Hirsutism in women
Excessive hair growth in women is usually a psychological concern, but it may indicate underlying morbidity. Nadia Soliman and Peter Wardle consider the options for treatment
Hirsutism in women is the presence of unwanted coarse body hair in a male distribution. It affects 5-15% of women,1 and it can have profound psychological sequelae. It undermines the woman's confidence and self esteem, and its effect on quality of life should not be underestimated. Some women live apparently normal lives but may spend two or three hours a day using cosmetic or camouflage methods. Other women may become reclusive and only venture out after dark. In teenagers, hirsutism can be a cause of bullying, social isolation, and poor educational performance. By the time they seek medical advice, many women will have reached a point of desperation.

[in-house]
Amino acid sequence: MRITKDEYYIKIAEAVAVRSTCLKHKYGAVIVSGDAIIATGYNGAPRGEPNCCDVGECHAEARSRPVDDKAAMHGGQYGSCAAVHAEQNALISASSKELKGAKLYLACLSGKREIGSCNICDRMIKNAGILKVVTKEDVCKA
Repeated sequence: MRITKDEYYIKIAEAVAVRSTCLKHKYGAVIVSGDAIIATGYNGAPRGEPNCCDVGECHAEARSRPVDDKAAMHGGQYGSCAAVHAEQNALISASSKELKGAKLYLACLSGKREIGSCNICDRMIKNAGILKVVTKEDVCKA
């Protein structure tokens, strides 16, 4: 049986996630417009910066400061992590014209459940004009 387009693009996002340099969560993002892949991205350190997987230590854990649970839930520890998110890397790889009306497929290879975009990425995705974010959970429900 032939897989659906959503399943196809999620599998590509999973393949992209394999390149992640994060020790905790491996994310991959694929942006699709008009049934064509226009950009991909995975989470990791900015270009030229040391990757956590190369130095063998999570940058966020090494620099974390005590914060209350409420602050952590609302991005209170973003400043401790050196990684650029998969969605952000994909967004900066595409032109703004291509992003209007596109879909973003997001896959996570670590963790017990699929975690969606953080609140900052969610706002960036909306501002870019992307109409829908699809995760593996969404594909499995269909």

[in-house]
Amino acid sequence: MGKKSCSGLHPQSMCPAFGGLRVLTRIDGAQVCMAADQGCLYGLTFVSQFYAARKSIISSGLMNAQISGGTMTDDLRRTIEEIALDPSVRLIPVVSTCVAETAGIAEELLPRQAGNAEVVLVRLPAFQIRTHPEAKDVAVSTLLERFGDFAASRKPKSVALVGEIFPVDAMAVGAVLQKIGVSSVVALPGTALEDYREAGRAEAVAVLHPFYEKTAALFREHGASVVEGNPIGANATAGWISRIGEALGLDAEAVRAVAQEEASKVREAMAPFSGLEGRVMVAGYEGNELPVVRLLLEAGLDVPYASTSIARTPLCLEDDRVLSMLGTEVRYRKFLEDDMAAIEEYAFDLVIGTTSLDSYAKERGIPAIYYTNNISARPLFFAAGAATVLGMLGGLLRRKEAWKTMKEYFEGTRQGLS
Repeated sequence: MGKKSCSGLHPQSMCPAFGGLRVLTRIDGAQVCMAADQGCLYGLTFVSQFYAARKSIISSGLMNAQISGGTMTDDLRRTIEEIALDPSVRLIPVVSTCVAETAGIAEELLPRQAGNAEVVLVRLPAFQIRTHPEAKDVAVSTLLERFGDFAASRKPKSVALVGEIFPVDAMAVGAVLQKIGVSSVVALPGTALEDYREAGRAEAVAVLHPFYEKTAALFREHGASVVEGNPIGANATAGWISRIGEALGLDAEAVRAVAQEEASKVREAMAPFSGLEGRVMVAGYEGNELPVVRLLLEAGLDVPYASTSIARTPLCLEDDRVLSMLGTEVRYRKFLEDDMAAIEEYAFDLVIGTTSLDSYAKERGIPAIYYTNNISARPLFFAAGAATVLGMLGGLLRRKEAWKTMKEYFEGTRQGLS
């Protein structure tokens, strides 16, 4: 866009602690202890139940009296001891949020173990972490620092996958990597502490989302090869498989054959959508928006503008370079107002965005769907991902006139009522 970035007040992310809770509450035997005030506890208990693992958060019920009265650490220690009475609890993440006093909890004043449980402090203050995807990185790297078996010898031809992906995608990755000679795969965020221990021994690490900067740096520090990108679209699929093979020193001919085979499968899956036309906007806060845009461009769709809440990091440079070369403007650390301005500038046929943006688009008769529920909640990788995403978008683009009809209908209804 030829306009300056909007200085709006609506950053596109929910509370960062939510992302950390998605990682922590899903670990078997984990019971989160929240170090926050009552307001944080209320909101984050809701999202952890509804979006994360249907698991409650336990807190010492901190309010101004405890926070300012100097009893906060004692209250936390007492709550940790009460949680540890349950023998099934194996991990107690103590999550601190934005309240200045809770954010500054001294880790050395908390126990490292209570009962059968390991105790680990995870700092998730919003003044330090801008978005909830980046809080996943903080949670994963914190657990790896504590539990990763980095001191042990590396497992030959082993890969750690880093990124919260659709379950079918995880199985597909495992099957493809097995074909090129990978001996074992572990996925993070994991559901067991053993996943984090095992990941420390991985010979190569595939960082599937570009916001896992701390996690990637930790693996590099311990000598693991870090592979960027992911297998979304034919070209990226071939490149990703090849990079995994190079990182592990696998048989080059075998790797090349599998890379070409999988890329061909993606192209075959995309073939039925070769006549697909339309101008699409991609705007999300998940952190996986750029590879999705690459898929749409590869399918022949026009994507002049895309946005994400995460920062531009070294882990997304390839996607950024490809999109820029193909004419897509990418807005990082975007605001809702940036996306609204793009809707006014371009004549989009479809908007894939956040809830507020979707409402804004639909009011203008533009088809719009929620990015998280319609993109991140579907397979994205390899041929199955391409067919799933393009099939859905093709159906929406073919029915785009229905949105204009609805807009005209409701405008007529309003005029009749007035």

Hirsutism is usually caused by increased production of androgen (a collective term for male sex hormones) or increased sensitivity of hair follicles to androgens. The condition is often associated with acne and seborrhoea. Management of female hirsutism requires, first of all, the